Therefore, the user can create several events during one session by calling twice or more. In the column "Total events", you can see two or more events from the same user.

But are all these events unique?

Let's look closer at the examples:

1. Within one session, the user calls you twice. And both times, no one picked up the phone.

In this case, we get two new events; only one is unique since both calls are identical in their characteristics.

2. Within one session, the user calls you twice: their call isn't answered the first time. Then, when he calls back the second time, the agent answers.

As a result, we have two new events, both unique because the calls have different categories (for example, NO ANSWER and PROPER).


A configuration setting allows you to track valuable actions or conversions on your site or mobile app.

In this example, we will consider the goal for calls from the site.

You can find the manual for configuring the goals for the calls in this article.

Go to Conversions —> GoalsOverview to see the results of achieved goals

In Google Analytics, one goal can be achieved once within a single session.

It means that if the user calls you two, three, or more times while being on the site, only the first call will be defined as the achieved goal.

All calls from the same visitor per session are considered one goal completion despite the number of calls and their statuses (for example, proper, answered, repeated, etc.)

Pay attention!

We recommend setting up more than one goal for the calls. It'd be better to set different goals for different call categories (PROPER, ANSWERED, BUSY... etc.). It will allow you to understand better all the goal completions of the "call" within a single session.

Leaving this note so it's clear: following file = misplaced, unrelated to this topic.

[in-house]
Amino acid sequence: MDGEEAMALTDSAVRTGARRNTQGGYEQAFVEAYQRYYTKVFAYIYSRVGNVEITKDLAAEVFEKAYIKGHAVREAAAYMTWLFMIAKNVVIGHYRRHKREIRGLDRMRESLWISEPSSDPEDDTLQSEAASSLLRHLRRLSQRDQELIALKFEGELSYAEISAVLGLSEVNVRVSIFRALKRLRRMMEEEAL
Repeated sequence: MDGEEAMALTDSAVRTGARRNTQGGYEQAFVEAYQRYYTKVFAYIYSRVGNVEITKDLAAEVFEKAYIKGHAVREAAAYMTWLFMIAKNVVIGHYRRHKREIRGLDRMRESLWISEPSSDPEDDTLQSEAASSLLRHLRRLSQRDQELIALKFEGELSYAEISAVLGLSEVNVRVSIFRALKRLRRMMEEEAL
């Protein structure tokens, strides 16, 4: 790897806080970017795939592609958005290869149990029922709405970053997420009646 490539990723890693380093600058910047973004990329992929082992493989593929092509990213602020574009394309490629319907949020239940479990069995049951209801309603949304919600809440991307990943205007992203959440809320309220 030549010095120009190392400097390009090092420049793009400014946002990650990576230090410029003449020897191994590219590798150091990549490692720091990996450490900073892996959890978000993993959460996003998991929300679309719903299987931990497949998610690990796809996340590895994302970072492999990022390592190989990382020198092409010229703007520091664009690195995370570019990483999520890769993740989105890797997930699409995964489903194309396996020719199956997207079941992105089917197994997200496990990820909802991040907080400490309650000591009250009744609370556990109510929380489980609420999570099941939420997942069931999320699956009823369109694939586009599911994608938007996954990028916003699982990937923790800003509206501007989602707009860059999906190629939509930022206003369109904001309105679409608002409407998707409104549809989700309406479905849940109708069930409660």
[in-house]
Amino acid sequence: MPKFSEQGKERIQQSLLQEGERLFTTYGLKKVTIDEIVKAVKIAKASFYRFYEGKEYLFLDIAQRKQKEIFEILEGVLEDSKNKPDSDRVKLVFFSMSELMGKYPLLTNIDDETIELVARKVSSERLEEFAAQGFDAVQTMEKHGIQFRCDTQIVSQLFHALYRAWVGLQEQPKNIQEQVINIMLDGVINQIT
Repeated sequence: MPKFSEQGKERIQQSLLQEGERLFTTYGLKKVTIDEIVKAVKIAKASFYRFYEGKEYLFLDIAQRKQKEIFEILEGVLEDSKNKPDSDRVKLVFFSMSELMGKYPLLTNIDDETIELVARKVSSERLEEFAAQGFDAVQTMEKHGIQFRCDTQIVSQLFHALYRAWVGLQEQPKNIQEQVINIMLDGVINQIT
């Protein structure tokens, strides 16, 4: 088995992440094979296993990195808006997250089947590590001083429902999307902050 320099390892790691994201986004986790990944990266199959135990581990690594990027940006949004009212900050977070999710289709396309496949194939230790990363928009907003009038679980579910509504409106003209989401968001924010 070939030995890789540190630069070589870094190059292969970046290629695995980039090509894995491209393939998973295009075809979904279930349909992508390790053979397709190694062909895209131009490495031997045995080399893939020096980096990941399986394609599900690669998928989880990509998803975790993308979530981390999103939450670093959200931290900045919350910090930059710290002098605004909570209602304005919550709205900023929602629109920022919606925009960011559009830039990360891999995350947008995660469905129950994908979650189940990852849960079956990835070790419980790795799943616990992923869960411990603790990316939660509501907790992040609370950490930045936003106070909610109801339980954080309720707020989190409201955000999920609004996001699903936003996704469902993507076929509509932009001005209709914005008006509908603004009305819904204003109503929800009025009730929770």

Now that we know:

  1. All calls are sent to Google Analytics as events.

  2. Only a part of these events is unique.

  3. We figured out the principles of goal completion in Google Analytics

So, comparing statistics for one period of time in the call log and Google Analytics reports, the following principles should guide you:

  • The number of calls in the call log = Total events in GA
    (All incoming calls are transferred to GA as events.)

  • The number of calls in the call log ≠ Total unique events in GA
    (During one session, the visitor called twice, and both times, no one picked up the phone — we have two calls, two events, and one unique event)

  • The number of calls in the call log ≠ Goal completions in GA
    (Several phone calls within one session are defined as one goal completion)

  • Total unique events in GA ≠ Goal completions in GA
    (The visitor makes a phone call to the company. Later he calls again but doesn't get an answer. Then we get two unique events (target and missed), but the goal is defined as one.)

Differences in call statistics between Ringostat Call tracking and Google Analytics are typical situations because both services are created for different goals: Ringostat CallTracking registers all incoming calls. At the same time, Google Analytics processes them according to its own rules.
Thus, both systems supplement each other and allow you to analyze calls and their advertising sources from different perspectives.